Using a digital scale, weigh out 22 oz. of the aloe vera and olive oil melt and pour soap base. Cut into chunks, then heat in the microwave in 30 second increments. Stir in between heatings until the soap has melted fully.

Now weigh out the sea mud and stir into the melted soap base. Do the same with the essential oils.

Place your Ozera 6-Cavity Silicone Soap Mold onto a cutting board.

Now pour the melted soap evenly into each of the cavities leaving space on top to add the colored soap.

Once a “skin” forms on the top of the soap you are ready for your next soap.

Now weigh out 4.2 oz. of the basic white soap base. Cut it into chunks and heat in the microwave, in 30 second increments, until melted.

Add the forest green soap soap colorant to the melted soap, a drop at a time, until you reach the desired color.

Now pour part of the green tinted soap base on top of the soap mixed with sea mud in the molds. Use a fork or chopstick to “lift” some of the sea mud soap from the bottom of the mold and mix it into the top.

Using the cutting board for support, transfer the soap into your refrigerator to cool further.

Now add turquoise mica to the green tinted soap to suit and mix well. Once it starts to set up, but is still pourable, pour the turquoise colored soap on top of the soap in the fridge. Use a fork or chopstick to pull more of the sea mud soap from the bottom of the mold cavities to the top and swirl it slightly until you’ve achieved your desired effect.

Once your tea tree and sea mud soaps have solidified, remove them from the mold cavities, trim the edges, then wrap tightly in foodservice film until use.

For more of my homemade soap recipes, be sure to follow my DIY Bath and Body board and my Simply Soapmaking board on Pinterest. You can also find and follow me on G+,TumblrFacebookTwitterBlog Lovin’, and Instagram. You can also sign up to receive new posts to your email via FeedBurner so you never miss a post. You can also gain access to more detailed information and step-by-step photos of new projects by becoming my patron on Patreon.


Blog posts may contain affiliate links for which I receive a small commission when you make a purchase. Full disclosure can be found here.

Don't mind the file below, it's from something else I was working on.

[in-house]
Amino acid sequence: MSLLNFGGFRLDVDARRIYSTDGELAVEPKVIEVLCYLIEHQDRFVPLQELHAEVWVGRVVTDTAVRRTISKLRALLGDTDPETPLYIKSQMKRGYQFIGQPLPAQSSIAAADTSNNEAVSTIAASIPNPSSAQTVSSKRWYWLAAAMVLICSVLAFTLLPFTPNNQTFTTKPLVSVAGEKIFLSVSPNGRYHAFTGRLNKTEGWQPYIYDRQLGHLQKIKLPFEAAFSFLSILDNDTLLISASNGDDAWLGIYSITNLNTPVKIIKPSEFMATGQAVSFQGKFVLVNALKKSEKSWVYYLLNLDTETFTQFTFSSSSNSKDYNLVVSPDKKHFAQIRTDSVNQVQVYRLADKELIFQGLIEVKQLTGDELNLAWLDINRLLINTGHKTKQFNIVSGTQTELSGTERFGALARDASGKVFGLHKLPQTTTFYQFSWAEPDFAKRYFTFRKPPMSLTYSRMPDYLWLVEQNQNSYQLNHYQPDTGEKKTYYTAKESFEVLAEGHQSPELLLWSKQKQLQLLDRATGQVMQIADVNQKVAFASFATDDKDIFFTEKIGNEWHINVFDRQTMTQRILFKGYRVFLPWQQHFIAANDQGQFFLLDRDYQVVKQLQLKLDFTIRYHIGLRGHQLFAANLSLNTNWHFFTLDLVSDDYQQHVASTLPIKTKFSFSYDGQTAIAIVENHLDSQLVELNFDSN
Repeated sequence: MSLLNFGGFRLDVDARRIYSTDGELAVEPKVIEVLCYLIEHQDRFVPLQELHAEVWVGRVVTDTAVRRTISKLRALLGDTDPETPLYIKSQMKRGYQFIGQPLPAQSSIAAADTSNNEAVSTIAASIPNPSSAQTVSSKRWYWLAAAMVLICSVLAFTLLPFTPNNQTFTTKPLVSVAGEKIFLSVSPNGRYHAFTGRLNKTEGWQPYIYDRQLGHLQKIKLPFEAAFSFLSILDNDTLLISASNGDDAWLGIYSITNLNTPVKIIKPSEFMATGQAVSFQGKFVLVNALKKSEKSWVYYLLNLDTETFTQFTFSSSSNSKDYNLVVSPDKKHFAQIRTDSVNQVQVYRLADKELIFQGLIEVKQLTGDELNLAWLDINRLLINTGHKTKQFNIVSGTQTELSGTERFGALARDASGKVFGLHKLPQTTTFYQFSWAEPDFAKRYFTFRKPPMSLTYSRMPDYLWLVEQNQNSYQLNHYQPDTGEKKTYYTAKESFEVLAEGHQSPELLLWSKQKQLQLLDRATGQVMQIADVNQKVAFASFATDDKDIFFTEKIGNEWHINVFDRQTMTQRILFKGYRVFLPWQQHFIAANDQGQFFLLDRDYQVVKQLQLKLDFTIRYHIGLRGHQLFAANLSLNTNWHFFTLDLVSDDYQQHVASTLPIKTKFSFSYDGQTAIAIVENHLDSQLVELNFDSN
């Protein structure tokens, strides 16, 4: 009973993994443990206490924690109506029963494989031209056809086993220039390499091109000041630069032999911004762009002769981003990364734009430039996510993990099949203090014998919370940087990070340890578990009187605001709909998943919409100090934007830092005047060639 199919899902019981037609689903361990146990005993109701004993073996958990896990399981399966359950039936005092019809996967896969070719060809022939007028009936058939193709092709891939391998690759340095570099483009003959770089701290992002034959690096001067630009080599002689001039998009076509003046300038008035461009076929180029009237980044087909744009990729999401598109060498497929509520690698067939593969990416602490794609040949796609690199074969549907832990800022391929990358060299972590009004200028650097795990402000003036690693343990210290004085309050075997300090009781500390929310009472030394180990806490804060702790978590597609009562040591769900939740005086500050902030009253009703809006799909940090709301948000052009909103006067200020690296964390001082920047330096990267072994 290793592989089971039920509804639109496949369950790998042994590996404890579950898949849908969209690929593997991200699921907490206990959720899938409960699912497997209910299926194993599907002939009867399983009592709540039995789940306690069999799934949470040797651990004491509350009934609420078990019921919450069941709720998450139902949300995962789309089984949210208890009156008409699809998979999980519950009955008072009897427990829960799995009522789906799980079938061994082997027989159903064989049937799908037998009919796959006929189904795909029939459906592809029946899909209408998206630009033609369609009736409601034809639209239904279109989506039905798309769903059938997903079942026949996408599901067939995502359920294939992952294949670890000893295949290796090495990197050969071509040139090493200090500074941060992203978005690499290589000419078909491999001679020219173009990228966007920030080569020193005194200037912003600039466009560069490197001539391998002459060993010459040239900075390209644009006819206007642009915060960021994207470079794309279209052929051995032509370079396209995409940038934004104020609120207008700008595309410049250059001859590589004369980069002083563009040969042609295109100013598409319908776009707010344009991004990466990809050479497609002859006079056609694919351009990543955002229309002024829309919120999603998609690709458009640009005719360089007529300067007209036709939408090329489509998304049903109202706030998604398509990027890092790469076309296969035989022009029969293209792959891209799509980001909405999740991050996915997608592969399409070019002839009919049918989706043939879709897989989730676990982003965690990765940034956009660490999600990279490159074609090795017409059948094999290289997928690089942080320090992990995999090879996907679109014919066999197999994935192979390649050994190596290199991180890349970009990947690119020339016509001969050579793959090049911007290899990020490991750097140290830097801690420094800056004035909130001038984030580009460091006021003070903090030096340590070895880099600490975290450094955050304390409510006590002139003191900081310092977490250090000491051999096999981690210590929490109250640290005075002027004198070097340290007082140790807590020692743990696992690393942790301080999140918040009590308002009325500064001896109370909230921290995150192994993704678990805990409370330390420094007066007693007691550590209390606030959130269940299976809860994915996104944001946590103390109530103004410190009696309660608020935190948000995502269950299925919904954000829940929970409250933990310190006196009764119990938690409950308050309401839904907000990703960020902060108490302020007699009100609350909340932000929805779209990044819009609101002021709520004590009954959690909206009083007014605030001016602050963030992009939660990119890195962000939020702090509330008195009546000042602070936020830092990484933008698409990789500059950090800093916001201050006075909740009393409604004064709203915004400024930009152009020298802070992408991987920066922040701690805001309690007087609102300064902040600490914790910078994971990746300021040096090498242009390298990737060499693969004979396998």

Neem Oil & Tea Tree Foot Scrub Recipe

Disclosure: Blog posts may contain affiliate links for which I receive a small commission when you make a purchase. Full disclosure can be found here.

This natural neem oil and tea tree foot scrub recipe helps keep feet looking great with exfoliating salt and pumice and anti-fungal neem and tea tree oils.

This natural neem oil & tea tree foot scrub recipe helps keep feet looking and feeling great year round! Natural salts and fine ground pumice exfoliate dead skin cells and rough calluses while gentle kaolin clay helps to detox skin. In addition, naturally anti-fungal neem oil and tea tea tree oil work together in this neem oil & tea tree foot scrub recipe to help keep feet fungus free or to aid in clearing up any existing conditions like toe nail fungus or athlete’s foot!

This natural neem oil and tea tree foot scrub recipe helps keep feet looking great with exfoliating salt and pumice and anti-fungal neem and tea tree oils.

Natural Neem Oil & Tea Tree Foot Scrub Recipe

© Rebecca’s Soap Delicatessen

Ingredients:

2.4 oz. dead sea salt (or fine pink Himalayan salt)
6.5 oz. pumice powder
3.6 oz. Epsom salt
.3 oz. kaolin (white cosmetic) clay
2.5 oz. safflower oil
2.5 oz. hemp seed oil
.5 oz. neem oil
4 mL tea tree oil
2 mL lemongrass, rosemary or lavender essential oil

Instructions:

Using a digital scale weigh out salt, pumice and clay into a large glass bowl. Mix well.